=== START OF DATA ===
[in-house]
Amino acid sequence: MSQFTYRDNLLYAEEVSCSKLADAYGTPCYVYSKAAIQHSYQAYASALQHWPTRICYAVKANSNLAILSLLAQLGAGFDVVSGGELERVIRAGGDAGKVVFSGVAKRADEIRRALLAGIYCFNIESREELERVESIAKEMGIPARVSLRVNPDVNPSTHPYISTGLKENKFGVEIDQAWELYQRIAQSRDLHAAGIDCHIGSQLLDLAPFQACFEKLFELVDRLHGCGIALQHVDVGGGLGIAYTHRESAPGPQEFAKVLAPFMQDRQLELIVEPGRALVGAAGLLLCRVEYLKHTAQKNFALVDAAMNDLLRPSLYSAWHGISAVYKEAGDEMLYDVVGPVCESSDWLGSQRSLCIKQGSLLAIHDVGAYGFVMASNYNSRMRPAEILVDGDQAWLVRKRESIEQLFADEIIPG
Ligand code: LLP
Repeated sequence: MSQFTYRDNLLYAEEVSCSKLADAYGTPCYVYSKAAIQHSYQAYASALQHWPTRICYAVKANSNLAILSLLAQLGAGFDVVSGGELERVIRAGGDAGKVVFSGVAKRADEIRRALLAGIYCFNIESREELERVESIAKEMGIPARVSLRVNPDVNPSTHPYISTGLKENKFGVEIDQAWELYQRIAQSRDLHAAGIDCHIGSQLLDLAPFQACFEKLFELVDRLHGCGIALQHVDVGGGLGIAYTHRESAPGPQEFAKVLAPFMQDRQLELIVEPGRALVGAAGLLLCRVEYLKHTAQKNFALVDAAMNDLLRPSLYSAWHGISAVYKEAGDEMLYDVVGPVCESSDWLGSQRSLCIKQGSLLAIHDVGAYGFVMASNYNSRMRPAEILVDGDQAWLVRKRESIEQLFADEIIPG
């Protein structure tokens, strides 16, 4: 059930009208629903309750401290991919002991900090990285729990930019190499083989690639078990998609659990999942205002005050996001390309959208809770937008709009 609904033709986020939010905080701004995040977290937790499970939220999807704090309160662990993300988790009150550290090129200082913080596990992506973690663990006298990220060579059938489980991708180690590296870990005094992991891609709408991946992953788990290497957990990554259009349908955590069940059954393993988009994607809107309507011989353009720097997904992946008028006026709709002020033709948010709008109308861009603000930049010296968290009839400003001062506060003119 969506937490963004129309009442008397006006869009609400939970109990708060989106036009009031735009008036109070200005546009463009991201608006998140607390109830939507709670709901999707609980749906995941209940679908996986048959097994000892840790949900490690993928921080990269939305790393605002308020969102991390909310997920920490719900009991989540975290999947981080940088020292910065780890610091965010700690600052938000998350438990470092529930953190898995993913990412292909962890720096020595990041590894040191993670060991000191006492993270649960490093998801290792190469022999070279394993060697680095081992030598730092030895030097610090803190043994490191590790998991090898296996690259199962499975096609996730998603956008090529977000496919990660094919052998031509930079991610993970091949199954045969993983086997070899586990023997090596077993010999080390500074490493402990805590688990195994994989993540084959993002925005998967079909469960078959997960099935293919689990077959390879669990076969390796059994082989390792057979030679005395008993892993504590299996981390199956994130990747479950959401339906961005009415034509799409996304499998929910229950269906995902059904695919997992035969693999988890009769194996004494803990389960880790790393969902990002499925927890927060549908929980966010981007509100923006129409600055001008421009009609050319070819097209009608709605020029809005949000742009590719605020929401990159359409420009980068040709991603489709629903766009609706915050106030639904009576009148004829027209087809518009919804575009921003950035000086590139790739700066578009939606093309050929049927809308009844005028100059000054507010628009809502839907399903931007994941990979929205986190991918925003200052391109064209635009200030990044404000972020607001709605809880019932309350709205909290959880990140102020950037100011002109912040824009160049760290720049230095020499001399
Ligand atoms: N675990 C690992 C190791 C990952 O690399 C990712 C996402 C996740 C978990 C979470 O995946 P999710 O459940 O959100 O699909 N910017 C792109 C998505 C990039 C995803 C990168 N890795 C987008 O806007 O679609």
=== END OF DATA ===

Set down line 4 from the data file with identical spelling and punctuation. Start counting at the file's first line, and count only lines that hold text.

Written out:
Repeated sequence: MSQFTYRDNLLYAEEVSCSKLADAYGTPCYVYSKAAIQHSYQAYASALQHWPTRICYAVKANSNLAILSLLAQLGAGFDVVSGGELERVIRAGGDAGKVVFSGVAKRADEIRRALLAGIYCFNIESREELERVESIAKEMGIPARVSLRVNPDVNPSTHPYISTGLKENKFGVEIDQAWELYQRIAQSRDLHAAGIDCHIGSQLLDLAPFQACFEKLFELVDRLHGCGIALQHVDVGGGLGIAYTHRESAPGPQEFAKVLAPFMQDRQLELIVEPGRALVGAAGLLLCRVEYLKHTAQKNFALVDAAMNDLLRPSLYSAWHGISAVYKEAGDEMLYDVVGPVCESSDWLGSQRSLCIKQGSLLAIHDVGAYGFVMASNYNSRMRPAEILVDGDQAWLVRKRESIEQLFADEIIPG